Goethe, in an unusually pithy phrase, once summed up the literary life in this way: “Experience is only half of experience.” I assume he meant by this that no experience is complete until it has been put through the intellectual wringer, which extracts every nuance and shade of meaning from what happens. As a writer, I believe that, temperamentally, I am better suited to the first half of experience. That is, I am disinclined to obsess over experience or write revealing essays about it. The end result is essays that book publishers don’t want to touch–the essays in this volume, for example.
These particular pieces cover a lot of ground, ranging from laziness and physiognomy to the cultural implications of the typewriter, from boxing’s appeal to writers to the growth of the Holocaust industry. Just try to get such pieces published in book form. Undaunted, I handed them over to my agent who, after glancing at them, was properly aghast. Publishers, he said, would think him “daft” for showing them such a book. He also informed me that I needed to get serious about what I wanted to achieve as a writer. Evidently, I needed “to write a real book,” not just something that would flatter my vanity. All books, it strikes me, are vanity, but he was right about this particular book’s prospects. Trade publishers turned it down right and left; always with misgivings, always with words of praise, always with best wishes. Only David R. Godine, an independent publisher who apparently likes bucking the tide, embraced the book’s contents. Something about the voice of the essays made them seem more of a cohesive work than a collection of disparate pieces.
How does one end up being a professional writer without a book, without a sustained narrative of fiction or non-fiction? It’s not that hard. All you need is a strong stomach for cheap food and a good education without a specific area of expertise. And let’s not discount temperament, which is what people mean when they say you make your own luck. As luck would have it, I am not a writer of books, but of essays. Why essays? Well, for one thing, the essay seems to suit me. Unlike books, an essay has a perfect length, depending on the nature of its subject, and there is something eminently satisfying in finding that length. Moreover, an essay obviously takes less time to write than a book and it can do the job almost as well. Raymond Chandler once claimed that he would stick to essays if they paid enough.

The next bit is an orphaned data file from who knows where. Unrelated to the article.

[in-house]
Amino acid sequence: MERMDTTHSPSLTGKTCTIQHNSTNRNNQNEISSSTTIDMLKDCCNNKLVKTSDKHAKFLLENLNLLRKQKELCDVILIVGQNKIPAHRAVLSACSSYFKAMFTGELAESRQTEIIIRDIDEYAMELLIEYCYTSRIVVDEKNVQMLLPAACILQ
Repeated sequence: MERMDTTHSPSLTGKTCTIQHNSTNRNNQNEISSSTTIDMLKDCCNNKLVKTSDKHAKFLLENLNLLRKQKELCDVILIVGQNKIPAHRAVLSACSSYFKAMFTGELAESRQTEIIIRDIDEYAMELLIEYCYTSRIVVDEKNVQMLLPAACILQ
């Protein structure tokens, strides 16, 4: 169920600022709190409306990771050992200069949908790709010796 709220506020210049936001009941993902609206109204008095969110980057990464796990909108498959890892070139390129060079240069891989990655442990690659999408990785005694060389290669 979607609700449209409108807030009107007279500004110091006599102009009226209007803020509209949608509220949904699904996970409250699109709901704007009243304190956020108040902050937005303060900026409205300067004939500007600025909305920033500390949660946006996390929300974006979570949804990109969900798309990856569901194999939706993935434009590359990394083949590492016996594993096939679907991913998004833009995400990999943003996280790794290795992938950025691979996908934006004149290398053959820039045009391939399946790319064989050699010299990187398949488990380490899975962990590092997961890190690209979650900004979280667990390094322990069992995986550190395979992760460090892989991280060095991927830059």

And because the essay form is how I convey thoughts and impressions, I write pieces that journals and magazines sometimes publish, but that book publishers shy away from. Welcome to the wonderful world of the freelance writer. Although most writers know early on that the writing life is for them, none, I imagine, ever said to himself, “Please, God, let me be a freelancer.” Freelancing is something you back into, usually because temperament and circumstance helpfully shove you along. One might even say that the very reasons one becomes a freelance writer are the reasons that make being a freelance writer so difficult: the desire to be independent, a hatred of authority, an aversion to regimen and, of course, the inability to play well with others. None of this matters when it comes to the actual writing, but it all, unfortunately, comes home to roost when dealing with editors, agents, and publishers.
Nobody really writes about the miseries, indignities, and small humiliations of being a marginal, albeit published, writer. Yes, writers are always bitching about how tough things are, but they rarely voice their complaints in print. Maybe they’re worried that magazine and book editors won’t like what they read. Or maybe writers feel it’s pointless to put into words what words cannot change. Well, I have no problem about grumbling out loud; I like to grumble and I’m too old to care if publishers take offense–which is highly doubtful.
There are more than a few things wrong with being a freelance writer, but let’s begin with the obvious: money–there’s not enough of it. While not all freelancers are hopelessly in debt–writers who cover fashion, fads, pop culture, sports, celebrities, and politics make out all right–those predisposed to write about books or ideas had better have a teaching gig or full-time job. Then there’s respect–also not enough of it. Magazine and book editors don’t go out of their way to make life miserable, but neither do they go out of their way to make it pleasant. Calls are not returned; letters remain unanswered; work lies unread. Finally: lag time–too much of it. To wait three months before hearing about a submission is not only annoying, it’s draining fiscally and emotionally. If the article is timely and deals with a recent event or recently published book, you lose the chance to sell it elsewhere. An editor not liking my work doesn’t bother me; an editor waiting three months to tell me he can’t use the piece does. Do I feel rejected? No. What I feel is inconvenienced.